China is poised to install its first 10MW offshore wind turbine – and the most powerful seen in Asia to date – after its foundation was completed off Fujian Province.
Contractor CCCC Third Harbor Engineering earlier this week reported completion of “the foundation of the largest turbine, a 10MW unit” at the Xinghua Bay Phase 2 project, referring to the nation’s first double-digit prototype launched four months ago by Dongfang Electric (DEC) and China Three Gorges (CTG), Recharge understands.
Completion of the 18-metre-diameter foundation provides “solid ground for the turbine’s installation work in the next stage”, the contractor added.
The installation and performance of the first prototype could have a decisive impact on DEC’s future position in the Chinese offshore wind sector. The firm previously had only a limited presence in the market, with a single 5MW machine introduced in 2017 and just two major orders so far.
Both those deals are courtesy of CTG — 60MW for Xinghua Bay Phase 2 project and 100MW for the Zhangpu Liuao Zone D wind farm.
It has now emerged that the Xingha Bay order includes the single 10MW prototype, with the remainder 5MW machines.
Once in place, DEC’s 10W turbine will be the most powerful installed at sea in the Asia Pacific region, with Ming Yang Smart Energy’s (MYSE’s) 7.25MW machine currently the largest.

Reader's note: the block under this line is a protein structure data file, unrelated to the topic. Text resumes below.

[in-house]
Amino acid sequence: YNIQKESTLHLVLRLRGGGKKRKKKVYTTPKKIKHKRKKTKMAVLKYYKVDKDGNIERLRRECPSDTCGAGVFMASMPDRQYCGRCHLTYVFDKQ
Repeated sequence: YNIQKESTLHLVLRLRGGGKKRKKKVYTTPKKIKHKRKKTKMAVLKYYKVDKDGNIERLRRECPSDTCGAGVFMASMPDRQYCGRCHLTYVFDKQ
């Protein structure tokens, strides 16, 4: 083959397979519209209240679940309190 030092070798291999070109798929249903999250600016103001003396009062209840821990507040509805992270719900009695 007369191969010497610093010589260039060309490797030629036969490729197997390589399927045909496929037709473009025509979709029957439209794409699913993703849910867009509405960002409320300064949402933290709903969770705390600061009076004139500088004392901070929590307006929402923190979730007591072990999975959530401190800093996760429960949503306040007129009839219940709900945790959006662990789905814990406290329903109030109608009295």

Shanghai Electric erected an 8MW prototype early this month, but that installation is onshore at the firm’s Shantou-based industrial park in Guangdong province.
Goldwind and MYSE last year also unveiled larger machines — 8MW and an “8-10MW platform” turbine respectively. Construction of Goldwind’s is ongoing at Xinghua Bay Phase 2, not far from DEC’s turbines, with MYSE expected to put up its prototype at a wind farm off Yangjiang.
CSIC Haizhuang has delivered its own 10MW turbine design, but a prototype may only emerge later this year, Recharge previously reported.
DEC has claimed its product offers transformational economics compared to the 7-8MW machines. Using a 10MW turbine could cut 25%-30% from the scope of offshore sites, lowering build costs by 800-1,400 yuan/kW, the company says.